Westport filed the instant declaratory judgment action in October 2006 and filed an amended complaint for declaratory judgment on March 1, 2007. Atlantic Painting now seeks to have Westport's amended complaint dismissed or stayed until proceedings in front of the Commission are resolved.


The Declaratory Judgment Act, 28 U.S.C. § 2201, provides that a court may declare the rights and other legal relations of any interested party to an actual controversy within its jurisdiction. We have diversity jurisdiction pursuant to 28 U.S.C. § 1332. The proceedings before the Commission against Atlantic Painting, and Illinois's requirement that Westport must either defend Atlantic or seek a declaratory judgment, State Farm Fire & Cas. Co. v. Martin, 710 N.E.2d 1228, 1230- 1231 (Ill. 1999), make clear that the issue of the extent of Westport's duty presents an actual controversy for which declaratory judgment is appropriate.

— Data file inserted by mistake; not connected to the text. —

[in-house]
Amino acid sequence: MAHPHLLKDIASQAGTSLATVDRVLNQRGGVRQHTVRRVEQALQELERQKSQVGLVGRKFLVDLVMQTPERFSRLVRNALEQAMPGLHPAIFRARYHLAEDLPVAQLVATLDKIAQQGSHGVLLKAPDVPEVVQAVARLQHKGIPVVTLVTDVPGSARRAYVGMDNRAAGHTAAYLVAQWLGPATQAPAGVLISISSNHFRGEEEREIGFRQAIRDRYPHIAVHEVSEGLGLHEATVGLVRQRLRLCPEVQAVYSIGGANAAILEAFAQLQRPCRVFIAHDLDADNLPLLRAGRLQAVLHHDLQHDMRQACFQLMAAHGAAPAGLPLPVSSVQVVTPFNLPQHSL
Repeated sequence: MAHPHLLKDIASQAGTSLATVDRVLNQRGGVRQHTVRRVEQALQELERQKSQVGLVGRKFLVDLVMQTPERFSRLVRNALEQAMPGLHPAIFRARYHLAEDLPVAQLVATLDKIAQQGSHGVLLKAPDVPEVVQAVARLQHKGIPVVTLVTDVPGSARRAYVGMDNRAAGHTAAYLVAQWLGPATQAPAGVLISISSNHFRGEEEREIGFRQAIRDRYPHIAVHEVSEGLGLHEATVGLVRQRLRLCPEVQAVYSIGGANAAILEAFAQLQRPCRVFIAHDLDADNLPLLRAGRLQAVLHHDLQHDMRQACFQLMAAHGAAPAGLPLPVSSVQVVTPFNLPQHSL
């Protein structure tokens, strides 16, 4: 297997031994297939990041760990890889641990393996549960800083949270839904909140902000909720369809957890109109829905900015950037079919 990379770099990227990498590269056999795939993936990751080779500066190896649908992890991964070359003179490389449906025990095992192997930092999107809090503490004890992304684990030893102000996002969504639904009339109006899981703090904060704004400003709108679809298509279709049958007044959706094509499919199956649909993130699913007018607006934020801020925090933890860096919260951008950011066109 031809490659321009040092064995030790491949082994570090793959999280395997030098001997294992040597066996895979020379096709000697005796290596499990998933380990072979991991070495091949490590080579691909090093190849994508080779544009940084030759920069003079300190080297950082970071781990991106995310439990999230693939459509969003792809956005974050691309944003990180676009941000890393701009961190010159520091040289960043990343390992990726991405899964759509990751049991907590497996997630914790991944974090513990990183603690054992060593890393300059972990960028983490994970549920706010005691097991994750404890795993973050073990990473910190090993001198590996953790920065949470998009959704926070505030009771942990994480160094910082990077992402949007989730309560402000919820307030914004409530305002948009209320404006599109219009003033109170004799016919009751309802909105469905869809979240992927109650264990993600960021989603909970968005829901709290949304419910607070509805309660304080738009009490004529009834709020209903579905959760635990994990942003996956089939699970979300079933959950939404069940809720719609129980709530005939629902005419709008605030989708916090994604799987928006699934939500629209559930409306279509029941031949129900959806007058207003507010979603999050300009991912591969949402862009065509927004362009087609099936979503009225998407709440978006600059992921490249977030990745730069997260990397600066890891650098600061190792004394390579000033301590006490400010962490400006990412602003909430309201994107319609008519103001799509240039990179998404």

Even when jurisdiction over a declaratory judgment action is proper, a court still possesses "unique and substantial discretion" in determining whether or not to exercise the powers granted under the Act. Wilton v. Seven Falls Co., 515 U.S. 277, 286-87 (1995). The purpose of a declaratory judgment is to resolve uncertainty surrounding legal relations in a particular controversy, even if such a controversy is not technically ripe for decision, where it would be "unfair or inefficient" to require the parties to wait for decision in order to determine the propriety of their course of action. Tempco Elec. Heater Corp. v. Omega Engineering, Inc., 819 F.2d 746, 749 (7th Cir. 1987). Accordingly, in choosing to exercise its discretion under § 2201, a court considers whether determination of the issues in the declaratory action will settle the controversy and clarify the legal relations of the parties without encroaching on state jurisdiction, bypassing a better remedy, or encouraging forum-shopping and a "race for res judicata." NUCOR Corp. v. Aceros Y Maquilas de Occidente, S.A. de C.V., 28 F.3d 572, 579 (7th Cir. 1994).